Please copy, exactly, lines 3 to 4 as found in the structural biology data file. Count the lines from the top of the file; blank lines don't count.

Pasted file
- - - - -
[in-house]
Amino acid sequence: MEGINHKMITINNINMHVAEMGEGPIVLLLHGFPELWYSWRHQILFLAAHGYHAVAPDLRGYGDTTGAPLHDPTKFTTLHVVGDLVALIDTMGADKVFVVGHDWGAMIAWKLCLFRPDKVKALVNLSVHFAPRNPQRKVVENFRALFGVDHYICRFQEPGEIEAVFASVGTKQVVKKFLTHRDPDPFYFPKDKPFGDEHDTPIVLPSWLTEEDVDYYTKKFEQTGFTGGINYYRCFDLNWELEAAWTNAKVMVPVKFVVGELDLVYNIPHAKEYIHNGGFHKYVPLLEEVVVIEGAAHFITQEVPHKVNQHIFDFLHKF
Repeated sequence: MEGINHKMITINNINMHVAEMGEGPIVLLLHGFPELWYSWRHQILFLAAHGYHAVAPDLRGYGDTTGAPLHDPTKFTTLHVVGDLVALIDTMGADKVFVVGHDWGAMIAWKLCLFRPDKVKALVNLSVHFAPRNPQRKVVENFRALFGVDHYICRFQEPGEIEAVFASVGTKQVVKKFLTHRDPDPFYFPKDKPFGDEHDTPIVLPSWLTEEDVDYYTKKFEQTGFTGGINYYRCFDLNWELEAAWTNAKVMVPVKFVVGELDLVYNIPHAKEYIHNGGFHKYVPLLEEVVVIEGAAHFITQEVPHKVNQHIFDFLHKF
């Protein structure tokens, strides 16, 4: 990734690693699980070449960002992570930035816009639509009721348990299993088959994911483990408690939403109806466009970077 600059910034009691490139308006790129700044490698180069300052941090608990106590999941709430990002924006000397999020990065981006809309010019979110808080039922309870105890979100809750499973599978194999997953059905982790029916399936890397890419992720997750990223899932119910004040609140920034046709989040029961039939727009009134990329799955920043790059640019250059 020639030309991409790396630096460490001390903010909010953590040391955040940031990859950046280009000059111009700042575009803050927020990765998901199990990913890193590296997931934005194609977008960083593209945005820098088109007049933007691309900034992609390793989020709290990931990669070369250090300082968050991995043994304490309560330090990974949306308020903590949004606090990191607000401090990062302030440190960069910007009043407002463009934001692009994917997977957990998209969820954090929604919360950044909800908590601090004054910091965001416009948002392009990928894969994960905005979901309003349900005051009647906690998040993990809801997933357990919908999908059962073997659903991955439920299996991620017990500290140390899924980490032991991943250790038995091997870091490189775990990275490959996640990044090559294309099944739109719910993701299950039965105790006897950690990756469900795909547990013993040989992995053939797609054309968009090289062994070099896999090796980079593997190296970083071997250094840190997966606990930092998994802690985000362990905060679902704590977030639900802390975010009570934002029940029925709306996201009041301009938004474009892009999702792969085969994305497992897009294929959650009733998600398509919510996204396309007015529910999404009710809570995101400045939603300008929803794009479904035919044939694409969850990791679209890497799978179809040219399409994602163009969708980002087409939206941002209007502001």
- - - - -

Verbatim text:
Repeated sequence: MEGINHKMITINNINMHVAEMGEGPIVLLLHGFPELWYSWRHQILFLAAHGYHAVAPDLRGYGDTTGAPLHDPTKFTTLHVVGDLVALIDTMGADKVFVVGHDWGAMIAWKLCLFRPDKVKALVNLSVHFAPRNPQRKVVENFRALFGVDHYICRFQEPGEIEAVFASVGTKQVVKKFLTHRDPDPFYFPKDKPFGDEHDTPIVLPSWLTEEDVDYYTKKFEQTGFTGGINYYRCFDLNWELEAAWTNAKVMVPVKFVVGELDLVYNIPHAKEYIHNGGFHKYVPLLEEVVVIEGAAHFITQEVPHKVNQHIFDFLHKF
């Protein structure tokens, strides 16, 4: 990734690693699980070449960002992570930035816009639509009721348990299993088959994911483990408690939403109806466009970077 600059910034009691490139308006790129700044490698180069300052941090608990106590999941709430990002924006000397999020990065981006809309010019979110808080039922309870105890979100809750499973599978194999997953059905982790029916399936890397890419992720997750990223899932119910004040609140920034046709989040029961039939727009009134990329799955920043790059640019250059 020639030309991409790396630096460490001390903010909010953590040391955040940031990859950046280009000059111009700042575009803050927020990765998901199990990913890193590296997931934005194609977008960083593209945005820098088109007049933007691309900034992609390793989020709290990931990669070369250090300082968050991995043994304490309560330090990974949306308020903590949004606090990191607000401090990062302030440190960069910007009043407002463009934001692009994917997977957990998209969820954090929604919360950044909800908590601090004054910091965001416009948002392009990928894969994960905005979901309003349900005051009647906690998040993990809801997933357990919908999908059962073997659903991955439920299996991620017990500290140390899924980490032991991943250790038995091997870091490189775990990275490959996640990044090559294309099944739109719910993701299950039965105790006897950690990756469900795909547990013993040989992995053939797609054309968009090289062994070099896999090796980079593997190296970083071997250094840190997966606990930092998994802690985000362990905060679902704590977030639900802390975010009570934002029940029925709306996201009041301009938004474009892009999702792969085969994305497992897009294929959650009733998600398509919510996204396309007015529910999404009710809570995101400045939603300008929803794009479904035919044939694409969850990791679209890497799978179809040219399409994602163009969708980002087409939206941002209007502001």